Zhu, W.; Gittings, H.; Tivey, M. K.

2003-12-01

65

Brachiopods from Ancient Hydrocarbon Seeps and Hydrothermal Vents  

Microsoft Academic Search

\\u000a Brachiopods are well-established as components of ancient ­chemo­synthesis-dominated environments: hydrocarbon seeps and hydrothermal\\u000a vents. The focus here is primarily on brachiopods recorded from hydrocarbon seeps from the Palaeozoic and Mesozoic although\\u000a records from the Cenozoic are being reported. In hydrocarbon seeps brachiopods have played a central role forming shell-beds\\u000a that may be a few meters in vertical thickness and up

Michael R. Sandy

66

Sulfur Oxidation at Deep-Sea Hydrothermal Vents  

Microsoft Academic Search

Microbial oxidation of geothermally produced reduced sulfur compounds is at the nexus of the biogeochemical carbon and sulfur\\u000a cycles at deep-sea hydrothermal vents. Available information indicates that microbial symbionts and free- living gammaproteobacteria\\u000a of the genera Thiomicrospira, Halothiobacillus, and Beggiatoa are important sulfur-oxidizers above the seafloor at these systems. In addition, bacteria belonging to the Epsilonproteobacteria have been identified as

Stefan M. Sievert; Michael Hügler; Craig D. Taylor; Carl O. Wirsen

67

In Situ Materials Study in Hot Hydrothermal Vent Fluid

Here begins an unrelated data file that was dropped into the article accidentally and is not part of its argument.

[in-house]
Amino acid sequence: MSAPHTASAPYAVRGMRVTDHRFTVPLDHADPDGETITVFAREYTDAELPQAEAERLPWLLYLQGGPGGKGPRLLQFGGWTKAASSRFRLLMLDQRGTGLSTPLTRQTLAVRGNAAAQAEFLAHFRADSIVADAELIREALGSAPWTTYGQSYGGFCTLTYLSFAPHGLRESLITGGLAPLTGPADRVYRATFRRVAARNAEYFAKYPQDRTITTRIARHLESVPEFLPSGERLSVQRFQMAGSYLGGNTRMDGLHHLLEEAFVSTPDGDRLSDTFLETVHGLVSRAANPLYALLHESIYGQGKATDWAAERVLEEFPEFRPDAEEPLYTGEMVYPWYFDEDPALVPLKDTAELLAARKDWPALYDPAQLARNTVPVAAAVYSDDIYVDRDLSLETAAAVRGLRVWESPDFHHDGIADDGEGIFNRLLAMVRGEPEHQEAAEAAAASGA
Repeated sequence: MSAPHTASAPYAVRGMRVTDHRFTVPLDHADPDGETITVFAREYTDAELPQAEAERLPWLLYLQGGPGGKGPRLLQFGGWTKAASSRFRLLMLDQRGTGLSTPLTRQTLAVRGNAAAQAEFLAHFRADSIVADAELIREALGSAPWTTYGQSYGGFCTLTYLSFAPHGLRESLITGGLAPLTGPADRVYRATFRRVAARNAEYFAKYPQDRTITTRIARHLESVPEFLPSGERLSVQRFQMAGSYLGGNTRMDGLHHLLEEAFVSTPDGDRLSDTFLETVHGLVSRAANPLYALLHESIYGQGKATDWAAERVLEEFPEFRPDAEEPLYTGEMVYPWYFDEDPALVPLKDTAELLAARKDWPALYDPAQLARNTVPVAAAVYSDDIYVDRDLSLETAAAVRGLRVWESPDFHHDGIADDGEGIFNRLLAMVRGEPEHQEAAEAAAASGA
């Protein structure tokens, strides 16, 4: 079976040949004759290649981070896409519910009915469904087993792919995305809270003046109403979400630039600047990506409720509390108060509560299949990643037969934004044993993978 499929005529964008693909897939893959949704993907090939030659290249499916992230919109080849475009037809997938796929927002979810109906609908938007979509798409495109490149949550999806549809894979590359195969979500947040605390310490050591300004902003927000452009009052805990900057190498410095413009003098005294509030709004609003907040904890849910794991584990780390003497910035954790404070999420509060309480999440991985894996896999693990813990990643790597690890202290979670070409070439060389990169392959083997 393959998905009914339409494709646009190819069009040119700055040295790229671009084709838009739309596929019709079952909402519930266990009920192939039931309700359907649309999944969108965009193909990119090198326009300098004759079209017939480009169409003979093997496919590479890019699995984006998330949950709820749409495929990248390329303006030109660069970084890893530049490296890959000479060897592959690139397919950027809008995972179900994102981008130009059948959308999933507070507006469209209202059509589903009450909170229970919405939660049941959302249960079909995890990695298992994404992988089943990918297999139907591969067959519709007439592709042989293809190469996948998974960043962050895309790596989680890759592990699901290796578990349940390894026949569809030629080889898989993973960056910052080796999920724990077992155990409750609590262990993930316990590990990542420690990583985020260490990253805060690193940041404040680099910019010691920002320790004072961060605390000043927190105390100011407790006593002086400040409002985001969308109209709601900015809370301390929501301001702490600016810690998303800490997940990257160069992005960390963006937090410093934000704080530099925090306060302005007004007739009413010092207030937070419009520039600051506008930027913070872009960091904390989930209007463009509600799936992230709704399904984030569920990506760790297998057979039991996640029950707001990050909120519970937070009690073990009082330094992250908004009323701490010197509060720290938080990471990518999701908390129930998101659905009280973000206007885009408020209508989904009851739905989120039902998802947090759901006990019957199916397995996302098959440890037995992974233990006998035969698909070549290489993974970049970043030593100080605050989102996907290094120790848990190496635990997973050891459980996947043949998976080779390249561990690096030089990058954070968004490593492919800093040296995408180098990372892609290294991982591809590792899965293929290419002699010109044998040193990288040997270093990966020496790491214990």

NASA Astrophysics Data System (ADS)

We are developing methods and technology for in situ sampling and analysis of volatiles from hot hydrothermal vent fluids inside the mixing boundary. These fluids can reach temperatures of up to 400° C and are known to be corrosive to most materials. While titanium has been the material of choice for contact with these fluids, we wanted to assess whether other materials, such as Hastelloy or nickel might be suitable for in situ sampling from hydrothermal vents. For the present study, small (1/16" o.d.) tubes of chemically pure titanium, Hastelloy C, and Nickel 200 were prepared, using 316 stainless steel as a control. These were placed in an assembly with other test items, and inserted into the hydrothermal vent Sully in the Main Endeavor Field on the Juan de Fuca Plate in June 2003 by the Jason II ROV operated from the R/V Thompson. The assembly was retrieved 46 days later after exposure to approximately 360° C hydrothermal vent fluid at a depth of 2200 m. Inspection showed the stainless steel to be completely eroded away and nickel to be extensively corroded, however both the Hastelloy and titanium tubes were in excellent condition with the 0.030" i.d. passages in the tubes remaining open. Other test items included a miniature titanium filtered inlet fitting containing an 80 mesh titanium screen made of 0.004" (0.1 mm) chemically pure titanium wire, an Inconel washer and a sapphire ball. Apart from some discoloration, there appeared to be no significant degradation in these materials apart from signs of etching on the sapphire.

Holland, P. M.; Schindele, W. J.; Holland, C. E.; Lilley, M. D.; Olson, E. J.